Help People Find Your Content

April 13th 2017       Sally Ormond      

help people find your content

 

Content marketing is the way to go – you know that.

The problem is many companies try it for a while, don’t see a massive influx of traffic or sales and then give up.

Although they’ve been told time and time again about the importance of keeping their website fresh with great blogs and articles, the time and effort it takes to generate the content doesn’t seem worth it.

If that’s happened to you, there could be a couple of reasons behind the lack of response.

The first would be what you’re writing and how it’s written.

The content you’re putting out has to be the type of stuff that will interest your audience. That means no random posts about your office’s latest coffee machine or the CEO’s new car. You have to come up with stuff that benefits your readers.

It should focus entirely on their needs. Take this post as an example; it’s not telling you how long I’ve been a copywriter or how amazing my work is, instead it’s helping you solve the problem of why your content marketing isn’t working.

How it’s written is also a big issue. Commercial writing for an audience isn’t as easy as you think. Frequently, I am asked by companies to take a look at their articles to see if I can work out what’s going wrong. Usually they are either too focused on the business, or they are rambling, boring and downright dull. That’s why many companies bring in professional writers to take on the content production. That way, they know the output is on target and engaging.

OK, that’s just the tip of the iceberg; you’ve also got to make sure people find your content.

How to make sure people can find your content

  1. Research

Before you write anything, look at your target audience and think about:

  • What is it that they want?
  • What interests them?
  • What issues do they have that they might want help with?

Then tailor all your content around those answers.

  1. Forget the search engines

No, I haven’t gone mad and strictly speaking, you shouldn’t completely forget about them. What I mean is forget about keyword stuffing and write for your reader.

The topic of your post is going to be your primary keyword anyway and will therefore crop up naturally in your content. The main thing is to make sure you write in a natural, conversational style – well written in simple language (no jargon) and easy to read.

  1. Call to action

When they do find your articles and posts, make sure you ask them to do something at the end.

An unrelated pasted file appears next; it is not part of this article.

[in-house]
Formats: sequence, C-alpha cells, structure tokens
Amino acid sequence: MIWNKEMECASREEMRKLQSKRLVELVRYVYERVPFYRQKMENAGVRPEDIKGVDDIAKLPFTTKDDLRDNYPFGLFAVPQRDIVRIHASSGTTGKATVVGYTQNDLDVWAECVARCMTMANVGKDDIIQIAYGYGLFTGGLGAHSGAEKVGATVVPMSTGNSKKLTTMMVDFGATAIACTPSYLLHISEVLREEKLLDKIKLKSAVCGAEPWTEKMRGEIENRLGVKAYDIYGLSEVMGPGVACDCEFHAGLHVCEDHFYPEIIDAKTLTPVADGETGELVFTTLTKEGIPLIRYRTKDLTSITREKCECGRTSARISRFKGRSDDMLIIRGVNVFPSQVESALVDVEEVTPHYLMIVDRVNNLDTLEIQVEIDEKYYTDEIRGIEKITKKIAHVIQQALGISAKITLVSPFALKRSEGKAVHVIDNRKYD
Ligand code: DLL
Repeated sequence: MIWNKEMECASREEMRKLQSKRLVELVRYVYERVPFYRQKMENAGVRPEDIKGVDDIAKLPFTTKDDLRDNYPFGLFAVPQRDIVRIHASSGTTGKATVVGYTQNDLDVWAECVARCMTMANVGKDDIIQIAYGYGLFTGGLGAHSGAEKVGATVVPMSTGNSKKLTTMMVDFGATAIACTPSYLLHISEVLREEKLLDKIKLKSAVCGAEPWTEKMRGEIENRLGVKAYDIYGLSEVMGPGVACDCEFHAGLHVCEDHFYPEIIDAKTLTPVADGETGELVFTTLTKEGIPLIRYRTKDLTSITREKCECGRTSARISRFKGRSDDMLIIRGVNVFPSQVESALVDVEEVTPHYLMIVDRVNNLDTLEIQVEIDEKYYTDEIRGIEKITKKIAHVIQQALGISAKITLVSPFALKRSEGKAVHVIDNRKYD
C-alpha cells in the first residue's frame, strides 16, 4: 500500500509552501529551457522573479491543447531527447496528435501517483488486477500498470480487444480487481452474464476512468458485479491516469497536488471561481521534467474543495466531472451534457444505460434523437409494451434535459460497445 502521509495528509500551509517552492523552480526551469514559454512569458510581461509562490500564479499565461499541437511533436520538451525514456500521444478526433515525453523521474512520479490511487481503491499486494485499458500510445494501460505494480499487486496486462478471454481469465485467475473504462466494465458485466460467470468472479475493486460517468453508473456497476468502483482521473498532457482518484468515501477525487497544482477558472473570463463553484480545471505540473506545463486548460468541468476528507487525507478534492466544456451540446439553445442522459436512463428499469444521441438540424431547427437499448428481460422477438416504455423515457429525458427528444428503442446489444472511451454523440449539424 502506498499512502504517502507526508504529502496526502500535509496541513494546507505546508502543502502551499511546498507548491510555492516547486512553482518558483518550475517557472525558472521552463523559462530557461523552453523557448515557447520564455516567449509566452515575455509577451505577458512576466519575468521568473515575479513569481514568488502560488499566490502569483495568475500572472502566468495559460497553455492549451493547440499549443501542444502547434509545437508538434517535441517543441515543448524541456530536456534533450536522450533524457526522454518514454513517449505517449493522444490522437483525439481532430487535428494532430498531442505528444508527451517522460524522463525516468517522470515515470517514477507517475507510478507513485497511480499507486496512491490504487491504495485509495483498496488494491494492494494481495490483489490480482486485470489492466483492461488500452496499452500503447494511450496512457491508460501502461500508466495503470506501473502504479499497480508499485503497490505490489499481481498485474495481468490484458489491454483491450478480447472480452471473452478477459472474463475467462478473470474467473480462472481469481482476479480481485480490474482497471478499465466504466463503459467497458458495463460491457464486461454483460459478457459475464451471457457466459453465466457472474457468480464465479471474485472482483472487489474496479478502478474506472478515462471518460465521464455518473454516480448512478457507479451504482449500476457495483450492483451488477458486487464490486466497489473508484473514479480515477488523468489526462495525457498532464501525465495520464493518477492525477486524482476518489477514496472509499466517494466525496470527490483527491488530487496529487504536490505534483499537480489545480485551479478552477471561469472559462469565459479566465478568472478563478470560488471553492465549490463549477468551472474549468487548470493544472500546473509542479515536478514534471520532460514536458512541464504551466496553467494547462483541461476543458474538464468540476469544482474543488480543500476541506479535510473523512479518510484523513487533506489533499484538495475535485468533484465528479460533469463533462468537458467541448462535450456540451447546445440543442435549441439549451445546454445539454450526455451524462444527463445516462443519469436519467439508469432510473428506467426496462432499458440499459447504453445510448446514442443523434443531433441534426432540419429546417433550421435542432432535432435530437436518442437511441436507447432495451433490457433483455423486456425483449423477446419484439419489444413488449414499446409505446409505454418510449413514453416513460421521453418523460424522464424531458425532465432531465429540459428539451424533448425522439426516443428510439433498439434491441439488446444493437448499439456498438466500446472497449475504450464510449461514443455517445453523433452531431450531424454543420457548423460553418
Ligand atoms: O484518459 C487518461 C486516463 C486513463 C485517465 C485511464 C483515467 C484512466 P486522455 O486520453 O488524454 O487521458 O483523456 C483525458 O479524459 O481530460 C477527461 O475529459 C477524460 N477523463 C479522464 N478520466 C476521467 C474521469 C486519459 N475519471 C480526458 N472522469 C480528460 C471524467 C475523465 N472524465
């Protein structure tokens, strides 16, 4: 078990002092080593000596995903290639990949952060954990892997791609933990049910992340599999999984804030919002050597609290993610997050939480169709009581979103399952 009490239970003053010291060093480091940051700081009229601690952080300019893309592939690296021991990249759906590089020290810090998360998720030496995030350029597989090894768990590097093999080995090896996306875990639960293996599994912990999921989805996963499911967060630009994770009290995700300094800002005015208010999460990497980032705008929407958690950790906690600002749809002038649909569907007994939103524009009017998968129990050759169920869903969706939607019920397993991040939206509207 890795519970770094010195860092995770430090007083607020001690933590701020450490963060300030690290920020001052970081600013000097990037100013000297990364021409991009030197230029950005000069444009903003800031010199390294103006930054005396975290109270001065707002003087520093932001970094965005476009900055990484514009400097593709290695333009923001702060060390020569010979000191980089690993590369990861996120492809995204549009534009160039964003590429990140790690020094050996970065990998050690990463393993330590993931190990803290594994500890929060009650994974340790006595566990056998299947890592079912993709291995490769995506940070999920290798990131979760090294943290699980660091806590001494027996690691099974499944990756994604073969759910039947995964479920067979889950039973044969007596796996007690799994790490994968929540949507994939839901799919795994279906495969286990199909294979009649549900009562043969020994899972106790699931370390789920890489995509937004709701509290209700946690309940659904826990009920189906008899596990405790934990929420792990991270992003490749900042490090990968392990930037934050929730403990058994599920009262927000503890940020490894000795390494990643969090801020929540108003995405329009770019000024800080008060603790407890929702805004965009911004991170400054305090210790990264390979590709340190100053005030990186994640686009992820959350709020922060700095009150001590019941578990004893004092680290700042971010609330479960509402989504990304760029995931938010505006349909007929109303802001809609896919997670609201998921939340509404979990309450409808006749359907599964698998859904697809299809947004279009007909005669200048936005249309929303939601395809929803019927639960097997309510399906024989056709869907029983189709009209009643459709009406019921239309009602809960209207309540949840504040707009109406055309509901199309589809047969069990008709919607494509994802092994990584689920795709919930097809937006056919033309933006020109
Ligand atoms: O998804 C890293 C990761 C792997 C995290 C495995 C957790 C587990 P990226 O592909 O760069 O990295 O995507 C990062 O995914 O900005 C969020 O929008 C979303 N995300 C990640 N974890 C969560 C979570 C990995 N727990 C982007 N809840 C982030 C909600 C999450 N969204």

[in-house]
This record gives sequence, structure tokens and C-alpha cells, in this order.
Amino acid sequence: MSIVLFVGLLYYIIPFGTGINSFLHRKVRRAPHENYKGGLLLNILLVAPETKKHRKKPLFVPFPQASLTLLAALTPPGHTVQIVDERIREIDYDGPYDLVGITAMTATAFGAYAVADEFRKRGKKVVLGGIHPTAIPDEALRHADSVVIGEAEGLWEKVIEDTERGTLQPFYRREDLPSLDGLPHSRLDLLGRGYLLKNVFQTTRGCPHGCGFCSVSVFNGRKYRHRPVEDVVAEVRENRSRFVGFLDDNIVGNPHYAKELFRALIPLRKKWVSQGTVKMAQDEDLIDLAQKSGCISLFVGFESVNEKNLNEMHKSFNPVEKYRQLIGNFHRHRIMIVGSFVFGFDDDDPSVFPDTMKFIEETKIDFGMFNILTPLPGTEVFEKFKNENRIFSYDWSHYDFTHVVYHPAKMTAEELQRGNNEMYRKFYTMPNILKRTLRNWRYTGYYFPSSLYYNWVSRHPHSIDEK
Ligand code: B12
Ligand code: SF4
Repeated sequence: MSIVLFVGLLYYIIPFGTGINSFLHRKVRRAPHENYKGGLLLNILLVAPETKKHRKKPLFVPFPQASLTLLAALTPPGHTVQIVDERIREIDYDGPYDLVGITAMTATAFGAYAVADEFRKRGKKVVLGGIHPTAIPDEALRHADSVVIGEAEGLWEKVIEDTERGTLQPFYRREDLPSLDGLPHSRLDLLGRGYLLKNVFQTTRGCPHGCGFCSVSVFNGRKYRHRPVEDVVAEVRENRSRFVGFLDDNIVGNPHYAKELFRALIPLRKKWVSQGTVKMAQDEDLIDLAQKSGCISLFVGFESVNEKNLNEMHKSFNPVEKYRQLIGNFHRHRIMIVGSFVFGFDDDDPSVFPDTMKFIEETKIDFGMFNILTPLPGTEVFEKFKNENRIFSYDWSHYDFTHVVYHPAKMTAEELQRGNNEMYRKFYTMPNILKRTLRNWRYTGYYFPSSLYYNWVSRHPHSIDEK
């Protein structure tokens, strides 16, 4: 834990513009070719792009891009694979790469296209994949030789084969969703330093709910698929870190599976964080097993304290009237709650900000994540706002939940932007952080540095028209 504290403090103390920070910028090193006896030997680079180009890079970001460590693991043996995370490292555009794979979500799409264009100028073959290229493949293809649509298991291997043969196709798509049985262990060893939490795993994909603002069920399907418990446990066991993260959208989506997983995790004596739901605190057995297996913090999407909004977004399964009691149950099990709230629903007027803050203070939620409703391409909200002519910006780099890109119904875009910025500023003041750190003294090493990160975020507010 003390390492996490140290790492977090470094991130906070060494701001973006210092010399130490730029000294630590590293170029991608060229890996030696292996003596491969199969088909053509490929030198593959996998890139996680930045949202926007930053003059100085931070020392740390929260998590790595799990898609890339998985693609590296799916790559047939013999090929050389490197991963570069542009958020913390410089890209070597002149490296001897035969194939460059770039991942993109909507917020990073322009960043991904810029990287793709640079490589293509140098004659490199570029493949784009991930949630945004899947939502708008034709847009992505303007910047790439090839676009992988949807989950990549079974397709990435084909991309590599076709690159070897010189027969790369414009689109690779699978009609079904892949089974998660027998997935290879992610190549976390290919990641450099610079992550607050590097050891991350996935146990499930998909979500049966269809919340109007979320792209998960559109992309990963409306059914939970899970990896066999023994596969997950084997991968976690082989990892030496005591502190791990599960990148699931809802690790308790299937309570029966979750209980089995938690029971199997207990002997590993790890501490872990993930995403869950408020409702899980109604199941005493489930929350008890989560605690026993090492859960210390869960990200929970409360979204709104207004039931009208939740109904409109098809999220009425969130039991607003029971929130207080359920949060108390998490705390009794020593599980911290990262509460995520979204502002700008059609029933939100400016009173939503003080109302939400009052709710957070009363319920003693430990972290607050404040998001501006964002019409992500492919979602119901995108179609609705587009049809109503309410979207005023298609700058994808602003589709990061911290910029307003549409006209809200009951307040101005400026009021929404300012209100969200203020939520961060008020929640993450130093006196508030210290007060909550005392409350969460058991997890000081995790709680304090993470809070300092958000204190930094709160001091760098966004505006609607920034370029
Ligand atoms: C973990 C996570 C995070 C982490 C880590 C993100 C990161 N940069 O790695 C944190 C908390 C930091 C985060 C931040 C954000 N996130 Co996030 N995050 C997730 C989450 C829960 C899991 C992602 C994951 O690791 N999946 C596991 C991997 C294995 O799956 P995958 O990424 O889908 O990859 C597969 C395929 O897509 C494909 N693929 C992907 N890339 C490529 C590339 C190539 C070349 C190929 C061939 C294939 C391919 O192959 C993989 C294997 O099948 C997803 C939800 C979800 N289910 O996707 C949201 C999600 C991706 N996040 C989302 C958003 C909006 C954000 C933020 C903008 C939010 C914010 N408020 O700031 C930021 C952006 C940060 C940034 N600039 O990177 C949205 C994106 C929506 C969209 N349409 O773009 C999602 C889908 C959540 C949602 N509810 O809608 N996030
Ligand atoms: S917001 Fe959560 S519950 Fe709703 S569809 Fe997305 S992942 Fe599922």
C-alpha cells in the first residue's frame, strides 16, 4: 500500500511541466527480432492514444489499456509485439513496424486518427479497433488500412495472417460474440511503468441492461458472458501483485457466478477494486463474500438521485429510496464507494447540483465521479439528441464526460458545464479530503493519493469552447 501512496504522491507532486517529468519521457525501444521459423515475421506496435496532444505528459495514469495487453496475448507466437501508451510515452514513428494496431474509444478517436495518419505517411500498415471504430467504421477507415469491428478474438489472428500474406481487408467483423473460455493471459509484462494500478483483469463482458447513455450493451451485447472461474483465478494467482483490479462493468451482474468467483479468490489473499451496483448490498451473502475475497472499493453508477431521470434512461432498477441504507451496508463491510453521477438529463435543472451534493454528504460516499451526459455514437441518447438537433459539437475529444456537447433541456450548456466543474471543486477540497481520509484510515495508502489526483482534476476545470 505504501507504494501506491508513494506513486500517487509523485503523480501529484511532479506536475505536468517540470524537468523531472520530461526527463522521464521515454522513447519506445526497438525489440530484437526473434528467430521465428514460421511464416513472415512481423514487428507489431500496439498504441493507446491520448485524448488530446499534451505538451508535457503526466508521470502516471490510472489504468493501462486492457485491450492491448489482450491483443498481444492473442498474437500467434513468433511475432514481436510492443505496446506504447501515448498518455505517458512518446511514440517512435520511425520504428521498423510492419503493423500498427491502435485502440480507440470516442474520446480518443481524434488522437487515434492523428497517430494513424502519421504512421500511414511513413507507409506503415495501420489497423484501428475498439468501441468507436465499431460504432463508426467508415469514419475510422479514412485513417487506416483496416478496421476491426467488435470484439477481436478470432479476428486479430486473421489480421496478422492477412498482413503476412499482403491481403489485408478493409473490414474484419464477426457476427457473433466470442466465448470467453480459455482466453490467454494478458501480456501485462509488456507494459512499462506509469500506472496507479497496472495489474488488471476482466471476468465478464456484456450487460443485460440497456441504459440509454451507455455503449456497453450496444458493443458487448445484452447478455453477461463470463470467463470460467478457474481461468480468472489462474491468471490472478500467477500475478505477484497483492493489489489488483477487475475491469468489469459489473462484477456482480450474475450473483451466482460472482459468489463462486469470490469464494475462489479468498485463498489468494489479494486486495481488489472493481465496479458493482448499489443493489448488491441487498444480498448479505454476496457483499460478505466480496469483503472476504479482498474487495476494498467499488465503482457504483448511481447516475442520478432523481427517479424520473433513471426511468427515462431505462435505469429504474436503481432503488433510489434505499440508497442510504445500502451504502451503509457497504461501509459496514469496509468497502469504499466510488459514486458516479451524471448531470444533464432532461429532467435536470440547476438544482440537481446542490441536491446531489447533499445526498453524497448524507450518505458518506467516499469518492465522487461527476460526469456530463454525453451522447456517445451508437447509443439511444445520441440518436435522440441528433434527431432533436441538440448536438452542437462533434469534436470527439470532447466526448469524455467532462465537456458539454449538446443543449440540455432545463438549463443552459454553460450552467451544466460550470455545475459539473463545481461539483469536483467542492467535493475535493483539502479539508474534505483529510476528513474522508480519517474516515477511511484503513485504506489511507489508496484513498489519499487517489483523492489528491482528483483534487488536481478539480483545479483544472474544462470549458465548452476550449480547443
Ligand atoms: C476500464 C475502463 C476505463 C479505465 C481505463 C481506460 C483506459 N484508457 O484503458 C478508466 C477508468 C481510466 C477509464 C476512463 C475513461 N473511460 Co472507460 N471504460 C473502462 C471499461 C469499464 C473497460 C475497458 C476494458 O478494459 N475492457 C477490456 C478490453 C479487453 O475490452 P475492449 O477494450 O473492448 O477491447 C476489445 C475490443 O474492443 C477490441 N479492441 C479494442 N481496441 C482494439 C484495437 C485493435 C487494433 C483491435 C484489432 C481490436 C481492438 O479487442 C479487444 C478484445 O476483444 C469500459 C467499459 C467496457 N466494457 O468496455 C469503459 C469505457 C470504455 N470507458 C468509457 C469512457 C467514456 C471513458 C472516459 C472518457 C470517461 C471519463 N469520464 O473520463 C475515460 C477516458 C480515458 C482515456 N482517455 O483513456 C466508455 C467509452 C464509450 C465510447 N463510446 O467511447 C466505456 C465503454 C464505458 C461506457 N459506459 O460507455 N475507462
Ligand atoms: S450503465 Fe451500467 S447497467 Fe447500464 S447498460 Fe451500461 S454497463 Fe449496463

The whole point of generating content is to drive people to your website, so make sure you tell them to visit your site, or place relevant links within your article to take them to the page on your site that holds all the answers to their questions. Just make sure you don’t over do it. It’s better to have an author’s byline at the end with a link in it than umpteen random links within the body of your content.

  1. Keywords

Yes, I know earlier I said don’t write primarily for the search engines, but you still need to get your keywords in your headings and body copy if you want to be found. But that doesn’t mean stuffing it with keywords.

Keep your writing natural – the keywords will drop in automatically without you even realising it.

  1. Social media

The only way people will know about your content (especially when starting out) is to promote it through your social media channels. This will help spread the word about your content and encourage others to share it.

If you decide to embark on a content marketing strategy, make sure you do it right. Consistent high quality content will pay dividends, but it’s a slow burn strategy. Over time, as your content library grows, you’ll start to draw in a constant stream of traffic to your website. Because of the long term commitment that’s required, it may be worth considering outsourcing to a professional, but take care about who you choose to work with.

There are plenty of companies out there that will supply you with shed loads of content, but they usually work on a high volume basis. They may be dirt cheap, but that will be reflected in the content you receive.

Remember, the content you publish directly reflects on your business. If your site is full of sub-standard work, people aren’t going to be inclined to work with you.

Although a more expensive option, a professional copywriter will take the time to get to know you, your business and your audience. The work they produce will be top notch, engaging and relevant to your audience.

When it comes to marketing content, quality should always outweigh quantity.

 

Sally Ormond is a professional copywriter, prolific blogger and a keen cyclist. Get in touch to find out how she can turbo charge your content marketing. 

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